OS X Finder work has been subcontracted to Hell. And maybe the guys who
    came up with brushed metal.
    Michael Guest

  13. #13

    Default Re: Using system functions Vs. Carbon functions

    In article <mail-13E661.19471502102003localhost>,
    Michael Ash <com> wrote:
     
    > >
    > > Is it doented as safe or is that just the case so far?[/ref]
    >
    > I can't find any doentation, I'm just quoting from memory what I
    > recall reading, and also behavior that's seen so far.
    >
    > But hardcoded paths live everywhere in OS X. Consider Installer, and the
    > massive quantity of Apple software that uses it. Installer lives on
    > pathnames, there is probably not a single reference to FindFolder in it.
    > Consider Cocoa, which has no FindFolder equivalent. Any change to these
    > pathnames would break a huge amount of software.[/ref]

    Installer and Apple Software are mostly irrelevant as they are version-synced
    with the operating system. The question is largely relevant to cases where a
    single version of an app needs to work across multiple versions of the OS, which
    is, well, all 3rd party apps, and few Apple apps.

    Therefore, in a 3rd party app, I would highly recommend using FindFolder over
    hardcoded paths -- even in a Cocoa app.

    Also, it should be noted that FindFolder is in CoreServices, so the argument
    that it doesn't exist in Cocoa is somewhat suspect.

    meeroh

    --
    If this message helped you, consider buying an item
    from my wish list: <http://web.meeroh.org/wishlist>

    Miro Guest

  14. #14

    Default Re: Using system functions Vs. Carbon functions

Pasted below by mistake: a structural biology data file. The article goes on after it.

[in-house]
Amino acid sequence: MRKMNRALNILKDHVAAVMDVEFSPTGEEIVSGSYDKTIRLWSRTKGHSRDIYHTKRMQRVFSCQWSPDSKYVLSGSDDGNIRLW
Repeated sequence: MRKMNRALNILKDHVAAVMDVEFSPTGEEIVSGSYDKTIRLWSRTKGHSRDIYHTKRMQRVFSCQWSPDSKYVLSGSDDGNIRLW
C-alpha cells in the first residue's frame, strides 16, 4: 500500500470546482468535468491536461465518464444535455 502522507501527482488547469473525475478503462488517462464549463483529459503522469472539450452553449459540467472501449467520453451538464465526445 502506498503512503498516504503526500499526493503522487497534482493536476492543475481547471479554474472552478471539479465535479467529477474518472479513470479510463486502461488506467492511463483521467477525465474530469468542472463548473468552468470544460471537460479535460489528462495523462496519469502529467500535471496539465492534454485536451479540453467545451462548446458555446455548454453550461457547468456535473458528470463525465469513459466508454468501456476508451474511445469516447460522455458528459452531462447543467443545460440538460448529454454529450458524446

In article <mit.edu>,
    Miro Jurisic <org> wrote:
     

    Third-party apps can and do use Installer as their, well, installer. The
    hard-coded paths aren't in Installer itself, which knows nothing about
    /Library or anything else. The paths are in the files that Installer
    uses. So you'd have to totally redo the whole format for these files to
    be able to say "The folder formerly known as /Library". Installers could
    no longer be backwards or forwards compatible.

    Apple does sell some very expensive software on CD that is definitely
    not going to be version sync'd to the OS.
     

    It may be in a library that you get "for free" in a Cocoa app, but
    FindFolder does not lend itself to use in a Cocoa app. To get from what
    FindFolder returns to something you could pass to, say,
    stringWithContentsOfFile: requires serious contortions. So I stand by my
    statement that it is not part of Cocoa, even if it is technically
    accessable without pulling in Carbon.

    I get the distinct impression that a large part of why FindFolder is in
    Carbon is for the whole Classic-compatibility thing. If Apple were
    planning on having the locations of various important files be mutable,
    they would have provided Cocoa developers with a more straightforward
    way to get their paths.
    Michael Guest

  15. #15

    Default Re: Using system functions Vs. Carbon functions

    In article <mail-904F6E.22165902102003localhost>,
    Michael Ash <com> wrote:
     

    Even on Cocoa there are numerous folders for which calling FindFolder is better
    than constructing a raw path, because the latter requires depending on knowledge
    of the implementation of some part of the OS (e.g. Finder). Obviously the entire
    Classic domain fals into that category, but lest you think that is all, consider
    various trash folder types, or kCurrentUserRemoteFolderLocation. I would argue